|Yamaha YMC-500 neoHD Media Controller Review|
|Home Theater Media Servers Home Theater/Media Center PCs|
|Written by Todd Whitesel|
|Wednesday, 18 November 2009|
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Conventional A/V receivers come loaded with dozens of sound-enhancing settings to make action films more exciting and to expand two-channel sources into various guises of surround. The YMC-500 sports just a handful of DSP programs – or sound fields – to enhance the A/V experience, but they cover all bases including movie contents, video games and a music enhancer to boost compressed files like MP3s.
Sunday means NFL football, so I set the receiver for entertainment and watched my Green Bay Packers crush the Dallas Cowboys. The roar of a Lambeau Field crowd is like no other, and the Yamaha brought out the energy and sound of a collective 50,000+ strong fanbase during the game's most thrilling moments. I won't say I could hear the faithful slurping beers and belching after too many pre-game bratwursts, but for a simple and engaging football experience the neoHD is the ticket.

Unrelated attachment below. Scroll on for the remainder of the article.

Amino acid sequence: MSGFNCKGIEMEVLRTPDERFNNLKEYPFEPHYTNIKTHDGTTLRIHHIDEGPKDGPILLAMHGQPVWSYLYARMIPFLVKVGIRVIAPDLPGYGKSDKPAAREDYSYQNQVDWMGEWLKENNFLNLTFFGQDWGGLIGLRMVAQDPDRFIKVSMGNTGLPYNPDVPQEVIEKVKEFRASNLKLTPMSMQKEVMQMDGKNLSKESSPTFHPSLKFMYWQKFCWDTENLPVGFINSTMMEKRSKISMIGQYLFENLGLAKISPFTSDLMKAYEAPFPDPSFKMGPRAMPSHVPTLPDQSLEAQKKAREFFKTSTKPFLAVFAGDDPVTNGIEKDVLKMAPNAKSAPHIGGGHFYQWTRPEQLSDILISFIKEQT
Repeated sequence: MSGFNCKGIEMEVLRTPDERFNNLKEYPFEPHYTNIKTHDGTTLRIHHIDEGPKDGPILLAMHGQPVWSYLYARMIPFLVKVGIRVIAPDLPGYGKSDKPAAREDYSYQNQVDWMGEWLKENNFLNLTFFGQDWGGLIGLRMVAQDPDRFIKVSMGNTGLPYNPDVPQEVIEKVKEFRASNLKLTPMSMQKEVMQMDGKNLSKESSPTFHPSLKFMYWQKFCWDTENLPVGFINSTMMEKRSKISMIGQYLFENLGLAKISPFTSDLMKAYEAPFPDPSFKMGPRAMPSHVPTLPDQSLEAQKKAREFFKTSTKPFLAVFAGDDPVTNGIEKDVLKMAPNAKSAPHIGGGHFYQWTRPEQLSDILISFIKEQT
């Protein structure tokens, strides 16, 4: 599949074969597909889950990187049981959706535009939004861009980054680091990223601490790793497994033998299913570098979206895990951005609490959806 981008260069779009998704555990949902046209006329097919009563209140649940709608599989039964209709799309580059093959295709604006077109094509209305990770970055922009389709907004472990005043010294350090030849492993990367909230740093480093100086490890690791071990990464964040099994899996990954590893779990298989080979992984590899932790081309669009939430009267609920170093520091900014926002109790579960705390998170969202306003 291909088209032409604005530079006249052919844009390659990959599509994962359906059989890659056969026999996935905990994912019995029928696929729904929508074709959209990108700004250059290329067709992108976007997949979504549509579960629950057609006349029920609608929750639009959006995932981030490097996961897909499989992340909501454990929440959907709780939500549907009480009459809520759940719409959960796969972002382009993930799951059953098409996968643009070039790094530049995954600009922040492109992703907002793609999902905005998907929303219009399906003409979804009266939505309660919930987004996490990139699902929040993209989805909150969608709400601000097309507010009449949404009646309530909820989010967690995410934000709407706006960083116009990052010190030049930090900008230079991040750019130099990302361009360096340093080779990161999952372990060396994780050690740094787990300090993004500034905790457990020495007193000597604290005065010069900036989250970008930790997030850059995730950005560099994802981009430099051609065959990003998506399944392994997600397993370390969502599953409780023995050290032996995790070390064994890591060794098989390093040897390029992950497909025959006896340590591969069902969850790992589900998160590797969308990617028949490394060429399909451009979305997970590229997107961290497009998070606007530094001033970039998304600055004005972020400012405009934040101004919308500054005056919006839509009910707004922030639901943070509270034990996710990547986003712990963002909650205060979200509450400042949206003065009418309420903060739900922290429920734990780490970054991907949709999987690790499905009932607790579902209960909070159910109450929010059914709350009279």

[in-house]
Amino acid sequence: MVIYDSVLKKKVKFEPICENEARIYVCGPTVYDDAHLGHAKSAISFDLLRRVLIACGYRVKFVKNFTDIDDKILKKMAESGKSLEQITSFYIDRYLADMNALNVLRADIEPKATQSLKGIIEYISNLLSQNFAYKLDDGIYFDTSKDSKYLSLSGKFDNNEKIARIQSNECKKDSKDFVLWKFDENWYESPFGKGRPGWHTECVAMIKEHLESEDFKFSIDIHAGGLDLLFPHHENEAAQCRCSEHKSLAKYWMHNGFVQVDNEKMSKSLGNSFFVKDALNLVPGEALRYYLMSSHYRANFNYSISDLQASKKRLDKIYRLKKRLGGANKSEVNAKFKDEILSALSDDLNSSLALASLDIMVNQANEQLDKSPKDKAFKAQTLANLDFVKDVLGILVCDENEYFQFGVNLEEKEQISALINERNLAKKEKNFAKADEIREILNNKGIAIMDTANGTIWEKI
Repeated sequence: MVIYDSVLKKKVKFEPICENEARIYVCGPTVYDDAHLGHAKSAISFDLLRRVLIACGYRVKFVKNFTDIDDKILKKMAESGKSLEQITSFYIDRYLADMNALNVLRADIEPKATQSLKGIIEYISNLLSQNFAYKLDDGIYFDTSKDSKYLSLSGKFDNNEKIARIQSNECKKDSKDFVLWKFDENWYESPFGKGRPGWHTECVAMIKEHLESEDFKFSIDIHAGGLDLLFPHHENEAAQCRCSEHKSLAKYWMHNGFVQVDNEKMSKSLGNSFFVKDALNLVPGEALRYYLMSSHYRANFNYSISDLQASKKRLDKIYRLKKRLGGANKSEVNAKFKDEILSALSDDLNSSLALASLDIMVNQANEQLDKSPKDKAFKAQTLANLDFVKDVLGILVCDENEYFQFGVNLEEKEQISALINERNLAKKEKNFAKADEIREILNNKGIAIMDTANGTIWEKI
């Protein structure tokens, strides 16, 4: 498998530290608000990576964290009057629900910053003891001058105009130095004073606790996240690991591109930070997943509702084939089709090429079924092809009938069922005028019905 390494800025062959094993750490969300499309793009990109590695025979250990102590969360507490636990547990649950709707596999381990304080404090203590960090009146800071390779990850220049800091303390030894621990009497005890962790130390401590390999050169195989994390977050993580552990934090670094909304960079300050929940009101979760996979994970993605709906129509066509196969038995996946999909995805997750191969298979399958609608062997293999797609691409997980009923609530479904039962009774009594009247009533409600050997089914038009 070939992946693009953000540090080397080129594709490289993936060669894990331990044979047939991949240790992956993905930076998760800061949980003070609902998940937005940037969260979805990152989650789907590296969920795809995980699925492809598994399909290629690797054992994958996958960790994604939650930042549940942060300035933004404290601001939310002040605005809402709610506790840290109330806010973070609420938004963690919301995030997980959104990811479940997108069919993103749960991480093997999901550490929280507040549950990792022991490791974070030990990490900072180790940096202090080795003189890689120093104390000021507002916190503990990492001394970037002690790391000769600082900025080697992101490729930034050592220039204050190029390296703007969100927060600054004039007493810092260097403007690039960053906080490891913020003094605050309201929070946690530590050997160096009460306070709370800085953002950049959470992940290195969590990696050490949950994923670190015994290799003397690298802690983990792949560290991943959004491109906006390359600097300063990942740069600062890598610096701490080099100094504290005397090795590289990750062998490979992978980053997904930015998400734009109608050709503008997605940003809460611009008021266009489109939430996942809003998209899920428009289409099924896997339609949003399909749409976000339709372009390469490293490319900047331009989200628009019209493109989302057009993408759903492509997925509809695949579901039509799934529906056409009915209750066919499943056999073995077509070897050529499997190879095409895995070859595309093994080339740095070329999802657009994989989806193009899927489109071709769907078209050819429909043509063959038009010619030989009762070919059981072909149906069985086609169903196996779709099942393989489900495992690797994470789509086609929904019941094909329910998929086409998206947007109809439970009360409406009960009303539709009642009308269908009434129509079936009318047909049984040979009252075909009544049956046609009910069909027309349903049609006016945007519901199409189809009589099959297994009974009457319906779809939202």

Is there a better movie for home theater than Peter Jackson's account of J.R.R. Tolkien's The Two Towers? The incredible opening scene follows Gandalf as he battles the Balrog downward through a chasm that seems to go forever. A torrent of sound and fire ripple throughout as the melee unfolds, heightened by Howard Shore's mesmerizing score. Though this film screams out for 5.1 or more, the neoHD was no slouch at delivering the drama.
When I first received the neoHD system for review, I didn't know what to make of it. Was it an A/V receiver? Controller? Player? Ita's all of the above and an excellent solution for those wanting to keep it simple or bring an A/V system into a second room. If I went the neoHD route, I'd opt for the YMC-500's wi-fi capable sibling, the YMC-700, so I could network with music stored on my computer and access Internet radio as well. Others will find the 500 plenty of machine. Although it's not perfect, the YMC-500 does a lot right and is likely the first curl of a bigger wave of like-designed A/V equipment to come. I look forward to Yamaha's next ideas.